This is a milestone for the country and I wish to commend the Ministry and government at large for the efforts expended in putting the policy together. Needless to say, the greater challenge will be to see its full implementation. In this regard let me re-affirm the commitment of the United Nations to render   technical support to the implementation of the policy.

Distinguished guest, ladies and gentlemen

In concluding, allow me to share with you the statement by the UN Secretary General, Mr Ban

Ki-Moon on the 2012 commemoration of the International Women’s Day.

“Gender equality and the empowerment of women are gaining ground worldwide.  There are more women Heads of State or Government than ever, and the highest proportion of women serving as Government ministers.  Women are exercising ever greater influence in business. More girls are going to school, and are growing up healthier and better equipped to realize their potential.

Despite this momentum, there is a long way to go before women and girls can be said to enjoy the fundamental rights, freedom and dignity that are their birthright and that will guarantee their well-being.  Nowhere is this more apparent than in the world’s rural areas.  Rural women and girls -- to whom this year’s International Women’s Day is devoted -- make up one quarter of the global population, yet routinely figure at the bottom of every economic, social and political indicator, from income and education to health to participation in decision-making.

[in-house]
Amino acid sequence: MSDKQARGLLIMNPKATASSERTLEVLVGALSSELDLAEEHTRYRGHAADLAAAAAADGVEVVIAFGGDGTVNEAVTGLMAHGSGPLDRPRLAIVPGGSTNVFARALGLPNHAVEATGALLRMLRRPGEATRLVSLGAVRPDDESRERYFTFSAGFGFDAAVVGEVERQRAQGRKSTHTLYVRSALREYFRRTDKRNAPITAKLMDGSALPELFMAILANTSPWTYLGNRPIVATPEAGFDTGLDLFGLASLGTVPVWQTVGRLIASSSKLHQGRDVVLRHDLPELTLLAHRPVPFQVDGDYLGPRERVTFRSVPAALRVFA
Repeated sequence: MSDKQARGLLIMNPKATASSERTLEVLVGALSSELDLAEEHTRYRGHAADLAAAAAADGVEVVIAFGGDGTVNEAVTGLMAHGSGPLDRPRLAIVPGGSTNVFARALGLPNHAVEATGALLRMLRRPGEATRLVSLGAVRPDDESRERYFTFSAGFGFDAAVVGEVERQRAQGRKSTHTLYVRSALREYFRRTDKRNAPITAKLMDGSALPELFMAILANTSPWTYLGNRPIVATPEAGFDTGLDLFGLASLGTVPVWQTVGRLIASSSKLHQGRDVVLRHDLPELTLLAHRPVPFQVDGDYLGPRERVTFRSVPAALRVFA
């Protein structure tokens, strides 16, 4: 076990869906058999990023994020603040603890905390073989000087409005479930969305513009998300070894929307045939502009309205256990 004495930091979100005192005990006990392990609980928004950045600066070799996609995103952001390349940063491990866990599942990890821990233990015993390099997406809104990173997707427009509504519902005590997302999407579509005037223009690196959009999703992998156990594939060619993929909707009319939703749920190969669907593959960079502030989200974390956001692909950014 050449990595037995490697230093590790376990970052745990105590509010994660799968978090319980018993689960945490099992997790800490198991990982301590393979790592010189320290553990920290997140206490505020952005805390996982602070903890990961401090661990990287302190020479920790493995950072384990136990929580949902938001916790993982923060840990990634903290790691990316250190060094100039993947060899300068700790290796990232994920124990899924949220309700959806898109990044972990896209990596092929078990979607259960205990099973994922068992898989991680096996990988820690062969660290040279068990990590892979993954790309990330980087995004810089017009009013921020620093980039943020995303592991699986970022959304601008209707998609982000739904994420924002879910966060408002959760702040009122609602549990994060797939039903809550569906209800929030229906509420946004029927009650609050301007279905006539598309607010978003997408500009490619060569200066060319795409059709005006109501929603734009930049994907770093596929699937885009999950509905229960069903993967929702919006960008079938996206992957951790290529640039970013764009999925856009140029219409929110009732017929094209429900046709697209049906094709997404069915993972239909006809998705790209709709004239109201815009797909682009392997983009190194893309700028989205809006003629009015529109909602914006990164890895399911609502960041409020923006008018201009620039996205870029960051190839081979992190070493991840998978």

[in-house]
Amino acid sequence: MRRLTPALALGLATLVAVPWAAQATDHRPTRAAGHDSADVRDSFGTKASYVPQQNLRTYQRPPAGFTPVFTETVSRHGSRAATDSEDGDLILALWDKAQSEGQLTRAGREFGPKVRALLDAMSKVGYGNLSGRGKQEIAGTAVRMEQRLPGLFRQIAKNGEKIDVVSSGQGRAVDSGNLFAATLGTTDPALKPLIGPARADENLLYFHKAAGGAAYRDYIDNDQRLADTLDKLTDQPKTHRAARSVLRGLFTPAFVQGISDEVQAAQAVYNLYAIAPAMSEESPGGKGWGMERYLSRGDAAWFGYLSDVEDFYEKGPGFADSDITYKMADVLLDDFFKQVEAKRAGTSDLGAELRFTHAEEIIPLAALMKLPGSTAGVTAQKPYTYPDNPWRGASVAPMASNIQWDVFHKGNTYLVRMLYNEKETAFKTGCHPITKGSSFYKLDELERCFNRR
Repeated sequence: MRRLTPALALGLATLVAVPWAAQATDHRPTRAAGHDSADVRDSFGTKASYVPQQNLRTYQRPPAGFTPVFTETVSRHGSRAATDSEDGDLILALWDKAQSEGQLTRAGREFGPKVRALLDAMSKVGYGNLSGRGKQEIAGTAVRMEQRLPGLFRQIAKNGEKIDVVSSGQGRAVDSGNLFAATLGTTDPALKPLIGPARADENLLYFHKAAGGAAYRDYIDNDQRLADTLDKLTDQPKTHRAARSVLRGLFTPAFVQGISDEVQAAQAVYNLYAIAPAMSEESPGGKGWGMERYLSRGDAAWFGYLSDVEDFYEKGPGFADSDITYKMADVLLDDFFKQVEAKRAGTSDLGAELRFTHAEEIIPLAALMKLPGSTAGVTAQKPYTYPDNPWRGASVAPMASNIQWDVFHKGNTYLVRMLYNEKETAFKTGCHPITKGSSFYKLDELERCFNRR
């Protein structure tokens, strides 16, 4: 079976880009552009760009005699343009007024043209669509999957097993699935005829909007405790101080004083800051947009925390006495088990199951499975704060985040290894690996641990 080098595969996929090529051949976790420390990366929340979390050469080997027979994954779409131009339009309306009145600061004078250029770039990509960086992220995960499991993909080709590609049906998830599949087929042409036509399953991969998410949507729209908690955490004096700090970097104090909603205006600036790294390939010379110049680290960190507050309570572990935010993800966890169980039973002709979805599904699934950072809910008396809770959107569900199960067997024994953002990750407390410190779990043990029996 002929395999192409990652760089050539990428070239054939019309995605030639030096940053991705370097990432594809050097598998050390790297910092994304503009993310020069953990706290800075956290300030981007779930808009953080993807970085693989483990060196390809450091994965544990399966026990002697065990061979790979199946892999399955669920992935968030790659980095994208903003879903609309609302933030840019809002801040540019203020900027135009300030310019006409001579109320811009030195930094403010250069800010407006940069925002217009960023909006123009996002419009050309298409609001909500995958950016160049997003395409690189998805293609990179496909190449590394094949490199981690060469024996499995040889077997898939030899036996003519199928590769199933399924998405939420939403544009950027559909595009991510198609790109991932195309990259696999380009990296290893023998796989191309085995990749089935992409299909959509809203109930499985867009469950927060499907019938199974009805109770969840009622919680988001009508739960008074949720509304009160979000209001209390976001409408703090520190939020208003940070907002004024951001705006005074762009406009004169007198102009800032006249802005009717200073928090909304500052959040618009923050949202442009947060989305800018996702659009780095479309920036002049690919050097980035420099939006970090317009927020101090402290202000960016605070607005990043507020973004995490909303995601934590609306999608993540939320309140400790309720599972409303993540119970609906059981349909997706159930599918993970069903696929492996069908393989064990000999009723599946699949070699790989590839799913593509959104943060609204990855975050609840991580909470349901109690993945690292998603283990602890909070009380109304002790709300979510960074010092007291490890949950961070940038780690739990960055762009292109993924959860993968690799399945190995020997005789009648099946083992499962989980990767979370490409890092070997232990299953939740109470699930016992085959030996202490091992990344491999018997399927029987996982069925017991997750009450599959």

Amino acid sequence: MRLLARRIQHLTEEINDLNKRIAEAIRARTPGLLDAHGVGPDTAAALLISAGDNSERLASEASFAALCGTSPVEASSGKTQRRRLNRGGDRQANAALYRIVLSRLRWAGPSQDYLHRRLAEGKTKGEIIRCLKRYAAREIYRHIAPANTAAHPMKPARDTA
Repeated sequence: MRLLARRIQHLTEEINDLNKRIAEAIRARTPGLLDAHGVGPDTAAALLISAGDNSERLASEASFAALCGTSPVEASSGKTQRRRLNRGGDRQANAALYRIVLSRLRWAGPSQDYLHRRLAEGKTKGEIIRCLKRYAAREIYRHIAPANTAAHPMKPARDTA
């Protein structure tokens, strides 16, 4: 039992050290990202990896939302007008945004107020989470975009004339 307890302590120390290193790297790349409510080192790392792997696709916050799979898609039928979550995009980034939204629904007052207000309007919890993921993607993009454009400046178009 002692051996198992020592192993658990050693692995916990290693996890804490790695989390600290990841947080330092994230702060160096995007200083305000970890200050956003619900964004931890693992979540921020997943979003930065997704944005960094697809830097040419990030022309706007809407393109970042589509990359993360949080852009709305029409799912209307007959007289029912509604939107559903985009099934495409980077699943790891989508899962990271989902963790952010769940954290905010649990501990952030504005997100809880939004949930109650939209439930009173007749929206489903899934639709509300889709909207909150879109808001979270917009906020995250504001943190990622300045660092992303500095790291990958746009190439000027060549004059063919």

Numbering almost half a billion smallholder farmers and landless workers, rural women are a major part of the agricultural labour force.  They perform most of the unpaid care work in rural areas.  Yet rural women continue to be held back in fulfilling their potential.  If rural women had equal access to productive resources, agricultural yields would rise by 4 per cent, strengthening food and nutrition security and relieving as many as 150 million people from hunger.  Rural women, if given the chance, could also help end the hidden development tragedy of stunting, which affects almost 200 million children worldwide.

Discriminatory laws and practices affect not just women but entire communities and nations. Countries where women lack land ownership rights or access to credit have significantly more malnourished children.  It makes no sense that women farmers receive only 5 per cent of agricultural extension services.  Investing in rural women is a smart investment in a nation’s development.

The plight of the world’s rural women and girls mirrors that of women and girls throughout society – from the persistence of the glass ceiling to pervasive violence at home, at work and in conflict; from the prioritization of sons for education to the hundreds of thousands of women who die each year in the act of giving life for want of basic obstetric care.  Even those countries with the best records still maintain disparity in what women and men are paid for the same work, and see continuing under-representation of women in political and business decision-making.

On this International Women’s Day, I urge Governments, civil society and the private sector to commit to gender equality and the empowerment of women – as a fundamental human right and a force for the benefit of all.  The energy, talent and strength of women and girls represent humankind’s most valuable untapped natural resource.”

I thank you